I am a new parent and I need to get used to children’s shows. So, with great anticipation, our little girl accompanied us to see the monkeys.

A dozen or so children ran to the front of the tent and sat on the floor to be closer to the action and they created great atmosphere.

Then two monkey puppets were revealed, sitting at big bongo drums each, where they remained throughout the show.

They drummed enthusiastically. They sang as you would expect monkey puppets to sing. And the children obliged them with choruses of cheers, as the monkeys worked through the standard children’s theatre devices for milking applause and reaction.

However, the show was let down by a number of things, not least being the paucity of “art” in any of the lyrics. The songs were a collection of a few raw lyrics or phrases that seemed to have been strung together on the fly with little crafting and often without any rhyming – the hallmark of children’s songs.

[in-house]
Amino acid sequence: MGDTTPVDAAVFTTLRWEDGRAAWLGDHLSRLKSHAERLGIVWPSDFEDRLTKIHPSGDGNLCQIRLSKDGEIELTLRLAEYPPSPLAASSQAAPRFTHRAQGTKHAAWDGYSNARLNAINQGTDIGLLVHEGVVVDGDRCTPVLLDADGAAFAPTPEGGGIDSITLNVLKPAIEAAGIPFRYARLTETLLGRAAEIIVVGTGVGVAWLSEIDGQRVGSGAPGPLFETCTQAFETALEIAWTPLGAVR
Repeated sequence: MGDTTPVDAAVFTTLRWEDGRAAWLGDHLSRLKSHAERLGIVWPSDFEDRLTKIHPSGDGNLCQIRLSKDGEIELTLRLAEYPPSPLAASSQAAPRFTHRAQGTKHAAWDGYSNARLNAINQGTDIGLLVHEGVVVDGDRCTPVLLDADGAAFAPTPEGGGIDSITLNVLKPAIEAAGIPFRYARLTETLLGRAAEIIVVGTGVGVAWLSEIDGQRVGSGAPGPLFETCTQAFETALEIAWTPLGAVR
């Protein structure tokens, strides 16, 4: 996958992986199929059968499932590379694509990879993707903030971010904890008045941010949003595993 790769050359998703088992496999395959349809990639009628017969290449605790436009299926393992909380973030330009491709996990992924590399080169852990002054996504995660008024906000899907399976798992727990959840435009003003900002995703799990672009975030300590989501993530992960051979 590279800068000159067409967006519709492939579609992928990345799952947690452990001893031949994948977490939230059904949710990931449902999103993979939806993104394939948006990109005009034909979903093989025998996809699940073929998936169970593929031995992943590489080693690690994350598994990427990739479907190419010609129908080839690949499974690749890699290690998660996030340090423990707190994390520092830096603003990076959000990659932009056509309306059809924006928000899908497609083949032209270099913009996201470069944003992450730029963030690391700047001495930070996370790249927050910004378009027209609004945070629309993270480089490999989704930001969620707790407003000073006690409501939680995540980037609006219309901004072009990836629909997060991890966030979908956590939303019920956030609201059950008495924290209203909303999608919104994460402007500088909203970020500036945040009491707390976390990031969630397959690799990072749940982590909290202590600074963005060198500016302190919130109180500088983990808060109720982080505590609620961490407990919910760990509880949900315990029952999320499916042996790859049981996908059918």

And the puppeteers “corpsed” a few times, lapsing into their natural voices as they shared with the audience they had fluffed some lines or were having trouble with the props.

These might all be forgivable were it not for some very misleading quotes in the blurb for the show. Whomever it was at The Advertiser who wrote “beating Hi-Five hands down” or at The Territory Times who wrote “the next Wiggles”, should be relieved of their reviewing duties. This act has potential but clearly needs plenty of work before it is truly ready to be placed in the company of the aforementioned acts. It is raw and unpolished and survives thanks to good old cutesy “furry creature syndrome”.  

Please also note that this reviewer did not hear any “beautiful postive messages”, rather he heard one or two empty, tokenistic slogans like “trees are good”. Wow.

Having said all this, I must note that the children did jump and clap and seemed to enjoy expending energy amid the drumming.

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